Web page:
This year marks the 90th birthday of the Nation’s Granddad, David Attenborough, so it seems like the perfect time to reflect on all his fabulousness. Everybody loves a good nature documentary, but the real question is why; what exactly is it that makes us drop everything to stare at a pack of elephants casually strolling about? Is it the animals or is it Attenborough?
Attenborough has taken us around the world without any of us having to lift a finger, other than to turn the volume up (or down when things get a little too intense). From Africa to the Arctic, it’s all been covered in breath-taking detail. With around 4.4 million of us tuning in to watch his latest documentary, The Hunt, which was definitely not for the faint hearted (or vegetarians for that matter), David and his famous voice put rival documentaries to shame. Although the likes of Steve Backshall have given it their best shot, it’s time to come to terms with the fact that there really is nobody who does it better than Attenborough. Who can resist that oh so soothing voice after a long day; even the animals appear to be lulled into a surreal sense of calm. That is when they aren’t trying to rip each other’s heads off.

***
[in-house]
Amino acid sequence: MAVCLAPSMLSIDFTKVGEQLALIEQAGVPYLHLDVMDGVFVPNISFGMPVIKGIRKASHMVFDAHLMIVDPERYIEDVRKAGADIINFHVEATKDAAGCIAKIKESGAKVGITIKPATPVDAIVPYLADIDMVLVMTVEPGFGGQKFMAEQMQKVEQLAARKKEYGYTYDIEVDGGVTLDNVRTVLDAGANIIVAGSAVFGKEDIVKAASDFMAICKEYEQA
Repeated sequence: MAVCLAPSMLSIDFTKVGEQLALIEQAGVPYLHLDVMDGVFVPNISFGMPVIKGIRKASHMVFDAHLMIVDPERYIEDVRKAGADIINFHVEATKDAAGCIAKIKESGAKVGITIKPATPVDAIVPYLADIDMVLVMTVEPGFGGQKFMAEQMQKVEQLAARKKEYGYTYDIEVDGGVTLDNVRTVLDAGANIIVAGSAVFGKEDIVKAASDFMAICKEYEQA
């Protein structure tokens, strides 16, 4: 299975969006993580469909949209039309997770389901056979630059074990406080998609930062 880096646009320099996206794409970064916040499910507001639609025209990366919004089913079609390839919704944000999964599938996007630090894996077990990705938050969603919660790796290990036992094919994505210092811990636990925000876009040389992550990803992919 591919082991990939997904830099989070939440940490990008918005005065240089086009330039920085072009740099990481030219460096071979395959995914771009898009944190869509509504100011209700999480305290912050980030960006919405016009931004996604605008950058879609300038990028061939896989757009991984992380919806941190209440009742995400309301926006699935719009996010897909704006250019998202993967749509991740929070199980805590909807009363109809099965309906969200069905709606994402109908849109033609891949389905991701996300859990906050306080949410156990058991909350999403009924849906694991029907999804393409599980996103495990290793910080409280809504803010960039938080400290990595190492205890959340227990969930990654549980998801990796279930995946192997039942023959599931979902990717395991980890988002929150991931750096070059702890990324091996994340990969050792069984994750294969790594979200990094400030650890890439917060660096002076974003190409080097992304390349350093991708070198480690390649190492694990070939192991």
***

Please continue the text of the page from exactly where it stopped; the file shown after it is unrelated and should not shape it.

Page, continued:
It’s clear that the combination of a voice made in heaven and a couple of cute polar bear cubs, rolling around in the snow looking like they’re modelling for the next John Lewis Christmas advert, is impossible to resist. But what we really can’t get enough of is the drama. Nature’s very own episode of EastEnders brought to life by Sir David’s witty commentary and, of course, an emotional rollercoaster soundtrack. We’ve witnessed love, hate, heart-breaking separations, and don’t forget all those brawls at the watering hole. Essentially it is fascinating to observe the ups and downs of these magnificent creatures and the unexpected similarities we are able to spot in our own behaviour. Although we don’t typically find ourselves scrapping over a pool of murky water (I hope), there’s no denying that we are able to laugh, cry and scream throughout, which, in my opinion, is entirely down to a cleverly scripted commentary and ingenious editing.
Attenborough’s documentaries speak to us in a way that no others can. With the aid of some outstanding filming he creates only the best, which is why surely we love Attenborough more than the animals. Right?
Image courtesy of watch.uktv.co.uk.